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Can Chromanator work without greenscreens?

Posted: Tue, 13th Jan 2004, 2:57am

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anonymous

Ok, I was looking for one thing today and found something else all together and it blew me away really. I did a search here and found one mention of it - it is software from Serious Magic called Ultra. Now before anyone says anything - here is what really got my attention - in the online demo they show one scene and there is no screen at all. They mention how easy it is to actually remove the exisiting background and 'fix' it, remove it, or add depth of field/defocus to it as well as some other nifty things. In all of the mention here of Chrominator it is talked about how you need to do either Green (First choice) Red (Second choice) or Blue (Last choice) screen in order to get a good key. Based on some of the other posts about Chrominator it sounds like unless you have the screen it won't work. In other words this idea that Ultra has would not be doable at all with Chrominator?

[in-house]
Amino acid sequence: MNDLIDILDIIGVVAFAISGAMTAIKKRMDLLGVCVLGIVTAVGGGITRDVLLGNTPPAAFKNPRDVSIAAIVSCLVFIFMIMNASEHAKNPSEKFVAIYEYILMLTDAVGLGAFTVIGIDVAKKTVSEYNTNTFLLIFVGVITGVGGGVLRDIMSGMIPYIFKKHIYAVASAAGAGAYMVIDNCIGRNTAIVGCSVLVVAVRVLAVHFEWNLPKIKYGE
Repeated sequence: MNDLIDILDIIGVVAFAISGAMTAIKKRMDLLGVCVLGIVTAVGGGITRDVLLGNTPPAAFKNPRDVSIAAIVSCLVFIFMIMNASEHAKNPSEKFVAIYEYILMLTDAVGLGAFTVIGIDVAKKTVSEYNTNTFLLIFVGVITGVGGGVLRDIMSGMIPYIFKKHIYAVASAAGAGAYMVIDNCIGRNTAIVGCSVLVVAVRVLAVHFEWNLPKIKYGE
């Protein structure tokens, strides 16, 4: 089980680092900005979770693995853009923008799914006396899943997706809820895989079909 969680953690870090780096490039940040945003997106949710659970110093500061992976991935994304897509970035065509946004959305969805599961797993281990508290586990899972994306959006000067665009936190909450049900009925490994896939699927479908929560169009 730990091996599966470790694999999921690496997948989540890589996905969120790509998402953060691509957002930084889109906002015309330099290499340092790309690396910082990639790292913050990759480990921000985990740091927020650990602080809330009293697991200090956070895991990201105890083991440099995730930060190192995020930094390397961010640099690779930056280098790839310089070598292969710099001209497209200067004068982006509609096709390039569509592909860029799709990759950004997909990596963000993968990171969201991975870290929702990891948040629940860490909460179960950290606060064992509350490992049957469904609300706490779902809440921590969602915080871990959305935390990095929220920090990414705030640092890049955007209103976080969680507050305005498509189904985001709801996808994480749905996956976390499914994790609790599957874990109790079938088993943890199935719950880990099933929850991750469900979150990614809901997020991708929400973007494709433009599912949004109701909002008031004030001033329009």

Now before anyone says the obvious two things - "Well Chrominator is under 100 bucks and Ultra is almost 800" and " this is a CSB forum, it is obvious Chrominator is better" - I am asking for an honest answer. Take a look at the online demos here: http://www.seriousmagic.com/ukvidsamples.cfm
Look at "View Video 1" and tell me if this is exactly what Chrominator can do. I mean minus the virtual sets included with Ultra, at the software level I am talking about. They have an interface demo as well - that is under "View Video 2".